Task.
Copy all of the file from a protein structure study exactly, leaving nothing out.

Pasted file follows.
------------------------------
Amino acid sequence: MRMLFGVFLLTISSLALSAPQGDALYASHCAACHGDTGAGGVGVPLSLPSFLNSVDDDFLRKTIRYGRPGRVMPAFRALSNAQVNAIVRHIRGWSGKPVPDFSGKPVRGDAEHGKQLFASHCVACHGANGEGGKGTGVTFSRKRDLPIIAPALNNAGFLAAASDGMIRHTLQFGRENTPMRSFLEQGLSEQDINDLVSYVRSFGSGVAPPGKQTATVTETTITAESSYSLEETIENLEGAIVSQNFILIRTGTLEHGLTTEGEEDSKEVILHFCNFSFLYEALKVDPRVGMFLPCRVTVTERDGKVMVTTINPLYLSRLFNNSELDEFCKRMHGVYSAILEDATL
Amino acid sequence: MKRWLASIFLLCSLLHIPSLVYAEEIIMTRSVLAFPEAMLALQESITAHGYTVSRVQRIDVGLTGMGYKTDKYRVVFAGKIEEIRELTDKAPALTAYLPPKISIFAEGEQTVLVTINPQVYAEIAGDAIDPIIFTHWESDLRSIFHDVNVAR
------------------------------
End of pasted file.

Amino acid sequence: MRMLFGVFLLTISSLALSAPQGDALYASHCAACHGDTGAGGVGVPLSLPSFLNSVDDDFLRKTIRYGRPGRVMPAFRALSNAQVNAIVRHIRGWSGKPVPDFSGKPVRGDAEHGKQLFASHCVACHGANGEGGKGTGVTFSRKRDLPIIAPALNNAGFLAAASDGMIRHTLQFGRENTPMRSFLEQGLSEQDINDLVSYVRSFGSGVAPPGKQTATVTETTITAESSYSLEETIENLEGAIVSQNFILIRTGTLEHGLTTEGEEDSKEVILHFCNFSFLYEALKVDPRVGMFLPCRVTVTERDGKVMVTTINPLYLSRLFNNSELDEFCKRMHGVYSAILEDATL
Amino acid sequence: MKRWLASIFLLCSLLHIPSLVYAEEIIMTRSVLAFPEAMLALQESITAHGYTVSRVQRIDVGLTGMGYKTDKYRVVFAGKIEEIRELTDKAPALTAYLPPKISIFAEGEQTVLVTINPQVYAEIAGDAIDPIIFTHWESDLRSIFHDVNVAR